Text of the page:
There have also been social care issues, thankfully not many, but by definition he can’t talk about these except in general terms.
Challenges and rewards
There has been a lot more to his role than simply dealing with floods and getting potholes filled, and David has held two positions that involved a lot more than the day-to-day work of a councillor.
He explained: “Two years after I was elected, Julian Huppert – who went on to become Cambridge’s MP – stood down as LibDem group leader, and it was suggested that I take over the challenge of leading a group of 23 councillors. It was like herding cats! But it did have its rewards. I did that job for three years and thoroughly enjoyed the opportunities it gave to mix in somewhat more elevated political circles.”
Some years later, when the Council was under no overall control and all the parties were involved in running it, he became Chair of the Health Committee.
“It was a largely non-political committee and I managed to get through the two years that I was Chair without ever voting, much less using a casting vote. We were very much a consensus committee.
“We spent a lot of time building positive relationships with Addenbrookes and the local Clinical Commissioning Group, playing the role of critical friend. It was at the time of Addenbrookes’ new IT system and a damning inspection report from the Care Quality Commission. We did our bit to help by bringing together all the other players in the local health economy to support Addenbrookes to get its act together – which it did.
A learning experience
He may have fallen into the role of Councillor with his eyes closed, but David soon learnt that councils operated in way unlike anything he had experienced before: “My experience in business meetings was poor preparation for council meetings,” he said. “There’s a formula to follow: listen attentively to what’s going on; patiently wait for your turn; and finally, when you do get to speak, get your thoughts sorted and express yourself as succinctly and persuasively as you can. I was pretty rubbish at first but I reckon I’ve got better.”
He also learnt about the formality in the relationship between an ‘officer’ and a ‘member’, especially in public. But this, he says, doesn’t have to get in the way of easy communication. “Officers have a job to do and if you make it easy for them it’ll be to your advantage. Knowing their phone numbers and being able to talk to them in real time is a lot more effective than adding more emails to their inboxes.”
So given these experiences, what advice would he give to his successor? “First and foremost, don’t forget that your primary obligation is to the residents in the community. Be available to them, be active on their behalf, be accountable to them, and keep them informed about what you do and what’s going on.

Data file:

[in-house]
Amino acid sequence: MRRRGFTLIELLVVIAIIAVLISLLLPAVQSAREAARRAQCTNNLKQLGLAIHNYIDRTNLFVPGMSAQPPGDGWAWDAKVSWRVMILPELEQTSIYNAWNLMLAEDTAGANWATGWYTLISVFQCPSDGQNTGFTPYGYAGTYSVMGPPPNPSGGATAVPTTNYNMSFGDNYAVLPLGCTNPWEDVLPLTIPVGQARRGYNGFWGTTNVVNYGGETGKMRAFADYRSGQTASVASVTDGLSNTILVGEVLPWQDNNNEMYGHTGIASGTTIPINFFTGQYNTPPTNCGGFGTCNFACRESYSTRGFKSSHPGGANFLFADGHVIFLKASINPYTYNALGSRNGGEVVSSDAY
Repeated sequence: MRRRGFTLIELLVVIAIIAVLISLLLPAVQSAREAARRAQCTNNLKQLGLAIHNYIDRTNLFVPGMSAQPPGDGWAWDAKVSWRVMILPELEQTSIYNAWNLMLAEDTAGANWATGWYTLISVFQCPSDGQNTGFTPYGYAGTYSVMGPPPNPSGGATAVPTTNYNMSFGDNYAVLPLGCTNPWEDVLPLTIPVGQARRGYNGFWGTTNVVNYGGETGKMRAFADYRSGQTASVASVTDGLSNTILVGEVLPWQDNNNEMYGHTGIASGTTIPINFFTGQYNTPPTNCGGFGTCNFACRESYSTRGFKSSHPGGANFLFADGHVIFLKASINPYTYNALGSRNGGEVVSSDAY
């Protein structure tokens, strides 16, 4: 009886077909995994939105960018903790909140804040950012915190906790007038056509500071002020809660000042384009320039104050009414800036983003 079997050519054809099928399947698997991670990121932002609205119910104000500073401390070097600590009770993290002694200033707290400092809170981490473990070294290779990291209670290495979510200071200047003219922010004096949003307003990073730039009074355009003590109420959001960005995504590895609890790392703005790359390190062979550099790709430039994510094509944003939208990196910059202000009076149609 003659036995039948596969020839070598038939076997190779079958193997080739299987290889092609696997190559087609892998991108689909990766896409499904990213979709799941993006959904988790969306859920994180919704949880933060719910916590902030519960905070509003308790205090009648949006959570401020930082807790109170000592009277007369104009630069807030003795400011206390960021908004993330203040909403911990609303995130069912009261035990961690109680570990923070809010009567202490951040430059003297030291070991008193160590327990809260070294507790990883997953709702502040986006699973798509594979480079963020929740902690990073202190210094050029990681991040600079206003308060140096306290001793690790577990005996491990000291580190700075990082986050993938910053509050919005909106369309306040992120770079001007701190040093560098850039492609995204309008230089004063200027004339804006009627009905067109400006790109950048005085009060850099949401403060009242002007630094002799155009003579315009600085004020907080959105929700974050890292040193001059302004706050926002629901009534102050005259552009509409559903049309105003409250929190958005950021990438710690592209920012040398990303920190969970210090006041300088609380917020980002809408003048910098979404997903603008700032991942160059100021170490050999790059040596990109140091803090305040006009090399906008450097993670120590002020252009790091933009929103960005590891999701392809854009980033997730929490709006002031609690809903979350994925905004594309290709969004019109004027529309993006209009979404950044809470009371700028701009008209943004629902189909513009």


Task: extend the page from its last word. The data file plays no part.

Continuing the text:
“But having said all that, don’t over-volunteer. It’s easy to be sucked into agreeing to sit on multiple committees, working parties and task forces. Resist and protect your work/council/ life balance.”
Does he have any regrets on leaving the County Council? Just one. “The community wasn’t well served by Highways England from the felling of the trees, through the noise of the night-time operations to the limited access that it now gets to the A14 northbound. We tried hard to work with them and I was pleased to get a wider cycle/footpath at the northeast crossing point on the A14/B1049 junction, despite previous claims that it wouldn’t be possible. But I couldn’t get them to see sense on the northeast and northwest crossings, which are unsafe, non-compliant and not fit for purpose. Every time I pass them I’m angry. At a time that we are encouraging bike use we should have done better.”
But David shouldn’t be too hard on himself for that. Asked how he feels about his time on the Council, he said: “I guess I can say I’ve done my bit. We get so much from the communities where we live, it’s good to have the opportunity to give a little back. It’s been rewarding to get things done and just occasionally to sort out people’s problems.
“It’s so easy nowadays to live in a place but not have any real investment in it. I do have an investment in Histon & Impington and it pays me back in terms of the friends I have made, the people I know, and the ones I bump into on the street.”
And of course, this isn’t the end of his involvement with village issues and he’s certainly not ready for slippers and daytime TV. As well as his County Council role, he has been a Parish Councillor for the past eight years and that role will continue. Other plans include visiting more places in the UK, returning regularly to Italy for a top-up of culture, good wine and good food, writing his blog and spending more time on his photography. It may be the end of an era – but there’s a new one on the horizon.